Pelham Examiner

Pelham Examiner

Pelham Examiner

Foto Feature, updated with new pix: Sock ‘n’ Buskin performs ‘Into the Woods,’ a dark twist on classic fairy tales.

Sock ‘n’ Buskin performed “Into The Woods” for three nights last weekend, offering up James Lapine and Stephen Sondheim’s unforgettable musical connecting a variety of beloved characters from classic fairytales into one startling story.

The show begins with the Baker (Jeremy Tam) and his wife (Ava Pursel), who wish to have a child. Cinderella (Grace Kiame) wants to attend the King’s Festival, and Jack (Liam Ginsburg) hopes his cow, Milky White (Will Russello), will provide him with milk. However, the Baker and his wife later learn they cannot conceive a child due to the Witch’s (Maddy Lyons) curse on them. They decide to make it their mission to break the curse.

Everyone’s wish is granted, but there are an enormous consequence for their actions, as a Giant (Taya Senerchia) arrives from the beanstalk and starts to wreak havoc in their kingdom. Every character continues to blame one another for the Giant’s arrival and tries to discover who planted the beans. They begin to face dire consequences for their actions.

Directors Neil Schleifer and Thomas Beck and the cast worked conscientiously to bring these familiar fairytale characters to life in versions audience members probably never realized existed.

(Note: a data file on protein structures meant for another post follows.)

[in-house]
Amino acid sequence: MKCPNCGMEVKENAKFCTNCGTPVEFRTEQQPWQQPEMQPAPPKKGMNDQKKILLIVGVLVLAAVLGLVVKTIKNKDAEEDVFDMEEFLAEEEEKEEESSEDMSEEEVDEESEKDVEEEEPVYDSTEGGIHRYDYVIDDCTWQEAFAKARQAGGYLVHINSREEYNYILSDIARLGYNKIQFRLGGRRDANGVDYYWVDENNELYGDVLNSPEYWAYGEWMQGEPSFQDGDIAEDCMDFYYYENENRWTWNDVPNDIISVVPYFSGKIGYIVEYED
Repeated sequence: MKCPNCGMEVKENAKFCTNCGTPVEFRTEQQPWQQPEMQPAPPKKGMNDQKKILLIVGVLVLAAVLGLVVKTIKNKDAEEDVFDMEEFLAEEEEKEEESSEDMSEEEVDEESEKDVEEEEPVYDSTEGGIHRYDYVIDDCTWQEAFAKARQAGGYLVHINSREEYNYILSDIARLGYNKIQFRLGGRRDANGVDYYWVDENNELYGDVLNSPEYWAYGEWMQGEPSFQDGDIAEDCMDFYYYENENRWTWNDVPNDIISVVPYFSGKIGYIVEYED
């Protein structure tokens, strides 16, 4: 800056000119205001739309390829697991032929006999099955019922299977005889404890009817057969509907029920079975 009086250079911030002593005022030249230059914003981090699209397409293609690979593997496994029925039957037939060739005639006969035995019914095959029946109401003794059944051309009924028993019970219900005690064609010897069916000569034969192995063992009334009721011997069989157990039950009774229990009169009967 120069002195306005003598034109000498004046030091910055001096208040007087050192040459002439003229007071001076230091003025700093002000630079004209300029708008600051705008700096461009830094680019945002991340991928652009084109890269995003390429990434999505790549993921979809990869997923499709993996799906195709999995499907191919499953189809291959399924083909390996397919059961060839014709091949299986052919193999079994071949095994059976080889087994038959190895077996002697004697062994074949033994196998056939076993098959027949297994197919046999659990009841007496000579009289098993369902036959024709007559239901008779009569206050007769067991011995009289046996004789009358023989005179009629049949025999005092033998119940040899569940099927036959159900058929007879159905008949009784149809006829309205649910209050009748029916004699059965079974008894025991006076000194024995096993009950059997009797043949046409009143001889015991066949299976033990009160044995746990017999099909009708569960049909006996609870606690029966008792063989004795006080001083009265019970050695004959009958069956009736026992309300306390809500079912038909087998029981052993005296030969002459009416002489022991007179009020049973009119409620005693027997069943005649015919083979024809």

“’Into The Woods’ is a very interesting piece,” said Schleifer. “It is a combination of many fairytales that everyone believes they know, but they don’t really know. It’s like revisiting your childhood and realizing ‘Oh, is that what this story is teaching me?’ The show ultimately teaches us that every choice we make has a consequence.”

Tam, interviewed during rehearsals, said, “There’s this scene at the end of the show where I learn the lesson of the show, and it’s a reflection moment. I always thought it was a cool scene, and I really enjoyed doing it, because it was a full circle moment.” 

Scarlett Hanlon (Snow White) said, “’Into The Woods’ is one of my favorite musicals, and I find that every song is beautiful in its own way. The lyrics truly resonate with a lot of people because impulsivity often works against you.”

The Sock ‘n’ Buskin cast and crew were scrupulous in bringing this fantasy world onto the stage. The crew had to be attentive to details such as a ticking clock and moving trees.

“There’s a lot that goes into the production,” said Niamh Lawless, assistant stage manager. “Aside from the cast having to learn their parts, we have to find and create props and costumes, design and build the set, design lights, sound and much more. One of the best parts of production is seeing it all come to life at the end.” 


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About the Contributor
Nate Reynoso, Staff Reporter
I am a tenth grader, and I am passionate about writing and enjoy music.

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